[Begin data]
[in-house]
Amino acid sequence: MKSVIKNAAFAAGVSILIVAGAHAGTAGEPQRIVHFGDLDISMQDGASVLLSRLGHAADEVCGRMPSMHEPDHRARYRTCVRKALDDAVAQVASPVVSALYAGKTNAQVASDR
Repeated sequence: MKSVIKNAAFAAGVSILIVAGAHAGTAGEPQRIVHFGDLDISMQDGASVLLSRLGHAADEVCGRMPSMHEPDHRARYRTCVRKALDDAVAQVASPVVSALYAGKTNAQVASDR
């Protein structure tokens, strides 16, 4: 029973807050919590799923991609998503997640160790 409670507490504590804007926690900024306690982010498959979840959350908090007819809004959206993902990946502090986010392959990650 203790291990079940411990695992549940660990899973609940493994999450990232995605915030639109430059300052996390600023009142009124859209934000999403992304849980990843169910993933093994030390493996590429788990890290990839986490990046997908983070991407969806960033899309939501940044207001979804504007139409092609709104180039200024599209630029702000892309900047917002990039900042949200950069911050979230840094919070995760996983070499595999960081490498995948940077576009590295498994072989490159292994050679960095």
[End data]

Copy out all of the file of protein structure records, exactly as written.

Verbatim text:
[in-house]
Amino acid sequence: MKSVIKNAAFAAGVSILIVAGAHAGTAGEPQRIVHFGDLDISMQDGASVLLSRLGHAADEVCGRMPSMHEPDHRARYRTCVRKALDDAVAQVASPVVSALYAGKTNAQVASDR
Repeated sequence: MKSVIKNAAFAAGVSILIVAGAHAGTAGEPQRIVHFGDLDISMQDGASVLLSRLGHAADEVCGRMPSMHEPDHRARYRTCVRKALDDAVAQVASPVVSALYAGKTNAQVASDR
């Protein structure tokens, strides 16, 4: 029973807050919590799923991609998503997640160790 409670507490504590804007926690900024306690982010498959979840959350908090007819809004959206993902990946502090986010392959990650 203790291990079940411990695992549940660990899973609940493994999450990232995605915030639109430059300052996390600023009142009124859209934000999403992304849980990843169910993933093994030390493996590429788990890290990839986490990046997908983070991407969806960033899309939501940044207001979804504007139409092609709104180039200024599209630029702000892309900047917002990039900042949200950069911050979230840094919070995760996983070499595999960081490498995948940077576009590295498994072989490159292994050679960095």